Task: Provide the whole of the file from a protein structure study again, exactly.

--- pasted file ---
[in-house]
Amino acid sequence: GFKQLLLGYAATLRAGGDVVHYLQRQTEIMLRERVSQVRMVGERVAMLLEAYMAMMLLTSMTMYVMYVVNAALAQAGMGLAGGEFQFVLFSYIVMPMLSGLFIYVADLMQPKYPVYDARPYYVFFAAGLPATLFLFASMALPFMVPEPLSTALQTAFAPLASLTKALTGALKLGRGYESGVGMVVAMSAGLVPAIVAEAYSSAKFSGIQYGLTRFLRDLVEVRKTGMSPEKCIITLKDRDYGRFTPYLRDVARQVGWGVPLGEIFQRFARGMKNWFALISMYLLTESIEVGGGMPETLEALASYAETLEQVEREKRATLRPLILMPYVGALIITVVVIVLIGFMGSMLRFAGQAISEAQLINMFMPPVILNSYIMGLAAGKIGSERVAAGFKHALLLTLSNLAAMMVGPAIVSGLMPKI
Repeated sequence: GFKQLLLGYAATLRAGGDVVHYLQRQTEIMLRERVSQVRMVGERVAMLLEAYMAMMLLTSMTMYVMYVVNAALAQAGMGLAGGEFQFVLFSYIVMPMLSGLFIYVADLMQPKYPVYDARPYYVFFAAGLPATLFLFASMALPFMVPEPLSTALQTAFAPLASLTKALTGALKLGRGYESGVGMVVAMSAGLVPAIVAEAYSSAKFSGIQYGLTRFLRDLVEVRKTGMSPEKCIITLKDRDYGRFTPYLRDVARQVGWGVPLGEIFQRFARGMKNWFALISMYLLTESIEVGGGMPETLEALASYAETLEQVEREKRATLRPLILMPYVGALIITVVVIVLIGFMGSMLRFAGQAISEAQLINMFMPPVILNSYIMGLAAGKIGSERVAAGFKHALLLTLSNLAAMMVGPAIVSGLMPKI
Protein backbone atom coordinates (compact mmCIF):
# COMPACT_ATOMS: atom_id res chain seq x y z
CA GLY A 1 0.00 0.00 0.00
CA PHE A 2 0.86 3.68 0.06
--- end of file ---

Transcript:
[in-house]
Amino acid sequence: GFKQLLLGYAATLRAGGDVVHYLQRQTEIMLRERVSQVRMVGERVAMLLEAYMAMMLLTSMTMYVMYVVNAALAQAGMGLAGGEFQFVLFSYIVMPMLSGLFIYVADLMQPKYPVYDARPYYVFFAAGLPATLFLFASMALPFMVPEPLSTALQTAFAPLASLTKALTGALKLGRGYESGVGMVVAMSAGLVPAIVAEAYSSAKFSGIQYGLTRFLRDLVEVRKTGMSPEKCIITLKDRDYGRFTPYLRDVARQVGWGVPLGEIFQRFARGMKNWFALISMYLLTESIEVGGGMPETLEALASYAETLEQVEREKRATLRPLILMPYVGALIITVVVIVLIGFMGSMLRFAGQAISEAQLINMFMPPVILNSYIMGLAAGKIGSERVAAGFKHALLLTLSNLAAMMVGPAIVSGLMPKI
Repeated sequence: GFKQLLLGYAATLRAGGDVVHYLQRQTEIMLRERVSQVRMVGERVAMLLEAYMAMMLLTSMTMYVMYVVNAALAQAGMGLAGGEFQFVLFSYIVMPMLSGLFIYVADLMQPKYPVYDARPYYVFFAAGLPATLFLFASMALPFMVPEPLSTALQTAFAPLASLTKALTGALKLGRGYESGVGMVVAMSAGLVPAIVAEAYSSAKFSGIQYGLTRFLRDLVEVRKTGMSPEKCIITLKDRDYGRFTPYLRDVARQVGWGVPLGEIFQRFARGMKNWFALISMYLLTESIEVGGGMPETLEALASYAETLEQVEREKRATLRPLILMPYVGALIITVVVIVLIGFMGSMLRFAGQAISEAQLINMFMPPVILNSYIMGLAAGKIGSERVAAGFKHALLLTLSNLAAMMVGPAIVSGLMPKI
Protein backbone atom coordinates (compact mmCIF):
# COMPACT_ATOMS: atom_id res chain seq x y z
CA GLY A 1 0.00 0.00 0.00
CA PHE A 2 0.86 3.68 0.06